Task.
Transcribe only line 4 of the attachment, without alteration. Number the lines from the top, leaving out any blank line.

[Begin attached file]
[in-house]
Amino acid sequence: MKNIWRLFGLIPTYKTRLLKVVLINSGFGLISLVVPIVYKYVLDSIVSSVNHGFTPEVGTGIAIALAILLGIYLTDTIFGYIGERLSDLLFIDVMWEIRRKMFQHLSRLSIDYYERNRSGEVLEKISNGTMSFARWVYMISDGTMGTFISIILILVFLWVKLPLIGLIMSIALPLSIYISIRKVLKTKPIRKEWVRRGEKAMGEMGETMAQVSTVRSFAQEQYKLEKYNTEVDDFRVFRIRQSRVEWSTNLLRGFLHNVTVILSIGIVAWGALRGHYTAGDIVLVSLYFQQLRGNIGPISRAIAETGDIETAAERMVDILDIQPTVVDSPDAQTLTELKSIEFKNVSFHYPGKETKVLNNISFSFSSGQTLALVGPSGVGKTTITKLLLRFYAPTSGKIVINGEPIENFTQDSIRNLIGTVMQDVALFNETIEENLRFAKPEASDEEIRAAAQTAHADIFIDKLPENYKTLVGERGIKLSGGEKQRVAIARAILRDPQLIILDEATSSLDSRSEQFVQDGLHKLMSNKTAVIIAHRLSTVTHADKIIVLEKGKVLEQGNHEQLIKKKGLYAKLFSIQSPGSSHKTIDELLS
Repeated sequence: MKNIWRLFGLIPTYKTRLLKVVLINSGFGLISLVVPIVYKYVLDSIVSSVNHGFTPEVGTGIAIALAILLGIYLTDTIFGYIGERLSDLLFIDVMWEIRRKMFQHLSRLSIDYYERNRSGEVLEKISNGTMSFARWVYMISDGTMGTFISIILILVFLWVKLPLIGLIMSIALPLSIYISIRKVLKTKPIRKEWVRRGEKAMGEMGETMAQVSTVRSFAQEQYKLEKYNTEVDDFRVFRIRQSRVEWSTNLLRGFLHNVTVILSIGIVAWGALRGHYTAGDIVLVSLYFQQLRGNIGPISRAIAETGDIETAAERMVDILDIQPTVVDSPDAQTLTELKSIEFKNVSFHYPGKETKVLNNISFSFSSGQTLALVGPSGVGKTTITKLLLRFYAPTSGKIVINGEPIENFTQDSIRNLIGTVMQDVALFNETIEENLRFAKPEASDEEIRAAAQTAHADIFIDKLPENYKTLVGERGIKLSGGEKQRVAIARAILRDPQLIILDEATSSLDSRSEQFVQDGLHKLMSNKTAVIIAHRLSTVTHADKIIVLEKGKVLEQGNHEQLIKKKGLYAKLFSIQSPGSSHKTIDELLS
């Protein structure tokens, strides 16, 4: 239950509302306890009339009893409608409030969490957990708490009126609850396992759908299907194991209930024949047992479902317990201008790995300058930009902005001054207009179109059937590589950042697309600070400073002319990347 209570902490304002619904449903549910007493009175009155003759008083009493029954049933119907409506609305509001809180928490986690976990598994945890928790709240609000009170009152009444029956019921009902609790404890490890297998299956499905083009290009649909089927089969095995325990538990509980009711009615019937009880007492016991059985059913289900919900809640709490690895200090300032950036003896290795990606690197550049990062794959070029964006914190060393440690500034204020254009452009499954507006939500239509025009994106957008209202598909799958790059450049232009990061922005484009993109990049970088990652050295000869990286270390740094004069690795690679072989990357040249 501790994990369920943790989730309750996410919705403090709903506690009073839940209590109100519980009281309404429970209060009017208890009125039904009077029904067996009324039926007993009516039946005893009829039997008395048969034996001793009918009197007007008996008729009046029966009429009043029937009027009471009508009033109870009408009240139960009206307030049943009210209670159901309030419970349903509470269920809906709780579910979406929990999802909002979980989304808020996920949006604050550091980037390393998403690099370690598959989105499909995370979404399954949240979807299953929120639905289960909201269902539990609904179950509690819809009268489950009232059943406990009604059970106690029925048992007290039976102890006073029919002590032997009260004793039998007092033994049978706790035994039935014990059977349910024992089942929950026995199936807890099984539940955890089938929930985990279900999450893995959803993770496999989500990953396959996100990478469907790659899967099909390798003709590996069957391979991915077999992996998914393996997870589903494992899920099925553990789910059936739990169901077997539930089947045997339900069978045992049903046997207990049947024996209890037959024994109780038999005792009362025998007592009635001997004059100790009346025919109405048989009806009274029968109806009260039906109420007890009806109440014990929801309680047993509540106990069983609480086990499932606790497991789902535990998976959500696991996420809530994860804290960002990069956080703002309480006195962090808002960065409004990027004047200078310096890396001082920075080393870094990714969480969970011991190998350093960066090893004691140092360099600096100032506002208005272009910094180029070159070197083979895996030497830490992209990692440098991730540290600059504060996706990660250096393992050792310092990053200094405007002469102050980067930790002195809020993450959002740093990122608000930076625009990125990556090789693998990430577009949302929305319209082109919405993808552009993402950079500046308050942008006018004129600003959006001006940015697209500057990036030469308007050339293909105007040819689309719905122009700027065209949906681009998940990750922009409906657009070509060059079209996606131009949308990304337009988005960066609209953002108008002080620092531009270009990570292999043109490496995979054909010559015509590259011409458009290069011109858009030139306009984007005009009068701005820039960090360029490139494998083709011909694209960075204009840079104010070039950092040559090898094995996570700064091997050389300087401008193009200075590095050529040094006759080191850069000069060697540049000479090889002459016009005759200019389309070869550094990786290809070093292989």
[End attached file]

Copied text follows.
């Protein structure tokens, strides 16, 4: 239950509302306890009339009893409608409030969490957990708490009126609850396992759908299907194991209930024949047992479902317990201008790995300058930009902005001054207009179109059937590589950042697309600070400073002319990347 209570902490304002619904449903549910007493009175009155003759008083009493029954049933119907409506609305509001809180928490986690976990598994945890928790709240609000009170009152009444029956019921009902609790404890490890297998299956499905083009290009649909089927089969095995325990538990509980009711009615019937009880007492016991059985059913289900919900809640709490690895200090300032950036003896290795990606690197550049990062794959070029964006914190060393440690500034204020254009452009499954507006939500239509025009994106957008209202598909799958790059450049232009990061922005484009993109990049970088990652050295000869990286270390740094004069690795690679072989990357040249 501790994990369920943790989730309750996410919705403090709903506690009073839940209590109100519980009281309404429970209060009017208890009125039904009077029904067996009324039926007993009516039946005893009829039997008395048969034996001793009918009197007007008996008729009046029966009429009043029937009027009471009508009033109870009408009240139960009206307030049943009210209670159901309030419970349903509470269920809906709780579910979406929990999802909002979980989304808020996920949006604050550091980037390393998403690099370690598959989105499909995370979404399954949240979807299953929120639905289960909201269902539990609904179950509690819809009268489950009232059943406990009604059970106690029925048992007290039976102890006073029919002590032997009260004793039998007092033994049978706790035994039935014990059977349910024992089942929950026995199936807890099984539940955890089938929930985990279900999450893995959803993770496999989500990953396959996100990478469907790659899967099909390798003709590996069957391979991915077999992996998914393996997870589903494992899920099925553990789910059936739990169901077997539930089947045997339900069978045992049903046997207990049947024996209890037959024994109780038999005792009362025998007592009635001997004059100790009346025919109405048989009806009274029968109806009260039906109420007890009806109440014990929801309680047993509540106990069983609480086990499932606790497991789902535990998976959500696991996420809530994860804290960002990069956080703002309480006195962090808002960065409004990027004047200078310096890396001082920075080393870094990714969480969970011991190998350093960066090893004691140092360099600096100032506002208005272009910094180029070159070197083979895996030497830490992209990692440098991730540290600059504060996706990660250096393992050792310092990053200094405007002469102050980067930790002195809020993450959002740093990122608000930076625009990125990556090789693998990430577009949302929305319209082109919405993808552009993402950079500046308050942008006018004129600003959006001006940015697209500057990036030469308007050339293909105007040819689309719905122009700027065209949906681009998940990750922009409906657009070509060059079209996606131009949308990304337009988005960066609209953002108008002080620092531009270009990570292999043109490496995979054909010559015509590259011409458009290069011109858009030139306009984007005009009068701005820039960090360029490139494998083709011909694209960075204009840079104010070039950092040559090898094995996570700064091997050389300087401008193009200075590095050529040094006759080191850069000069060697540049000479090889002459016009005759200019389309070869550094990786290809070093292989």